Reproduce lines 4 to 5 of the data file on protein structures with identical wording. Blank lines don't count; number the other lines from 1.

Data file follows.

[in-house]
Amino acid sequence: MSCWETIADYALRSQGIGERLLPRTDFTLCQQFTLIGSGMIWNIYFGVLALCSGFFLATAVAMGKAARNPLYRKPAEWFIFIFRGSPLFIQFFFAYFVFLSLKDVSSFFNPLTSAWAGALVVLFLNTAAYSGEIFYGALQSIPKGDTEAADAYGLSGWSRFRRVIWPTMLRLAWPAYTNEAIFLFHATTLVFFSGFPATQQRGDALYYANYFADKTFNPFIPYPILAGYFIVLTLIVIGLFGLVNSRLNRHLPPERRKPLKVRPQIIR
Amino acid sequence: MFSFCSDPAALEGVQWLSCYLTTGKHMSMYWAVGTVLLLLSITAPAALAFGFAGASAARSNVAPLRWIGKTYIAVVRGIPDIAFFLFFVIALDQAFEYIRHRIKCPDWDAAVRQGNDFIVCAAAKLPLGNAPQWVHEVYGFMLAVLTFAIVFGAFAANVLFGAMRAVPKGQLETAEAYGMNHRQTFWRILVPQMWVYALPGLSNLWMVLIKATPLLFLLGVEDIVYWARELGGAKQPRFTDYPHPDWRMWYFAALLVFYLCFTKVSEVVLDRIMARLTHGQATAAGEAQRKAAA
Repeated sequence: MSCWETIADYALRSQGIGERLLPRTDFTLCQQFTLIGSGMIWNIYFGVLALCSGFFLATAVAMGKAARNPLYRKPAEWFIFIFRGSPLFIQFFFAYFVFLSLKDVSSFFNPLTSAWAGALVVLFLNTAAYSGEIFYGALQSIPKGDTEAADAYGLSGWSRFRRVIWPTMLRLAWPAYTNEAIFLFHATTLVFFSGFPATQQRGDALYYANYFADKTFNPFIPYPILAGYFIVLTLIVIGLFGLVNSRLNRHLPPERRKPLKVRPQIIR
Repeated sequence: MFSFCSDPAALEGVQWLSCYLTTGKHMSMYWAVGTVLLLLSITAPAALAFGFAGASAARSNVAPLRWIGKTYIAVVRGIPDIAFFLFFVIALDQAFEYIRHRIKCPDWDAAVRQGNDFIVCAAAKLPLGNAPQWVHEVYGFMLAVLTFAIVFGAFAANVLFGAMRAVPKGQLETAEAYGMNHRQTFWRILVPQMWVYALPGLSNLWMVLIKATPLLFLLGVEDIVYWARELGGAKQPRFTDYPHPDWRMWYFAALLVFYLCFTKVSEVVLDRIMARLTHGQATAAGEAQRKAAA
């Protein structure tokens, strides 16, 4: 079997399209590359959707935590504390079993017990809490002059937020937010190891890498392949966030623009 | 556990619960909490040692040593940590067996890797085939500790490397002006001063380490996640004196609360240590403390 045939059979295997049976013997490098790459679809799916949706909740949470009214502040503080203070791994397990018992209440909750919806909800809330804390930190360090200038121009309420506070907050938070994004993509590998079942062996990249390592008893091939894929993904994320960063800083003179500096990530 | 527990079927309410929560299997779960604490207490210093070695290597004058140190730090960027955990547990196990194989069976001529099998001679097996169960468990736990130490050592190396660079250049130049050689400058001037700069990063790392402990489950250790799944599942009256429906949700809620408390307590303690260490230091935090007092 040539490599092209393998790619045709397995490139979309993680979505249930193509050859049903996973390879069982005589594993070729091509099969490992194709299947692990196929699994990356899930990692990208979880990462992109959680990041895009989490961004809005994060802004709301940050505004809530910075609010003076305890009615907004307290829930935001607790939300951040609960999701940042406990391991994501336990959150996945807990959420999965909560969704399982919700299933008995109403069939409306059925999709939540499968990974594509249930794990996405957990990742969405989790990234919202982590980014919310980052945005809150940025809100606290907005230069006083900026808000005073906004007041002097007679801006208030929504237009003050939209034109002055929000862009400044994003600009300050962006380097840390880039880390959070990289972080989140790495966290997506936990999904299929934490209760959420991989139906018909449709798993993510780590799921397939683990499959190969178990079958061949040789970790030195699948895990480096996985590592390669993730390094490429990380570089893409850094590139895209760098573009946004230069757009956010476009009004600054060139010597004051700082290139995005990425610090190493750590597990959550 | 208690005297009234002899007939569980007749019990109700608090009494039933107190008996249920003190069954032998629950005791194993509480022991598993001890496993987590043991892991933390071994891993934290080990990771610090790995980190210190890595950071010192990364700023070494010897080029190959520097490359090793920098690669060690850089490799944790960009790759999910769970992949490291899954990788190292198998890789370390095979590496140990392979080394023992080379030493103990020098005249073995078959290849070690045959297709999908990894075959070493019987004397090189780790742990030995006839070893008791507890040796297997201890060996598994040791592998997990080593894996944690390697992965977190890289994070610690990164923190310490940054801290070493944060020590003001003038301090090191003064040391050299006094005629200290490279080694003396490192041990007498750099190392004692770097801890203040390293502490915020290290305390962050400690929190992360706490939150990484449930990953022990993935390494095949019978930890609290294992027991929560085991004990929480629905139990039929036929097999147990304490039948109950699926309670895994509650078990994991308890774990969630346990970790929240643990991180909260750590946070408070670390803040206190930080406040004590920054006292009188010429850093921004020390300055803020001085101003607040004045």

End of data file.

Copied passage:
Repeated sequence: MSCWETIADYALRSQGIGERLLPRTDFTLCQQFTLIGSGMIWNIYFGVLALCSGFFLATAVAMGKAARNPLYRKPAEWFIFIFRGSPLFIQFFFAYFVFLSLKDVSSFFNPLTSAWAGALVVLFLNTAAYSGEIFYGALQSIPKGDTEAADAYGLSGWSRFRRVIWPTMLRLAWPAYTNEAIFLFHATTLVFFSGFPATQQRGDALYYANYFADKTFNPFIPYPILAGYFIVLTLIVIGLFGLVNSRLNRHLPPERRKPLKVRPQIIR
Repeated sequence: MFSFCSDPAALEGVQWLSCYLTTGKHMSMYWAVGTVLLLLSITAPAALAFGFAGASAARSNVAPLRWIGKTYIAVVRGIPDIAFFLFFVIALDQAFEYIRHRIKCPDWDAAVRQGNDFIVCAAAKLPLGNAPQWVHEVYGFMLAVLTFAIVFGAFAANVLFGAMRAVPKGQLETAEAYGMNHRQTFWRILVPQMWVYALPGLSNLWMVLIKATPLLFLLGVEDIVYWARELGGAKQPRFTDYPHPDWRMWYFAALLVFYLCFTKVSEVVLDRIMARLTHGQATAAGEAQRKAAA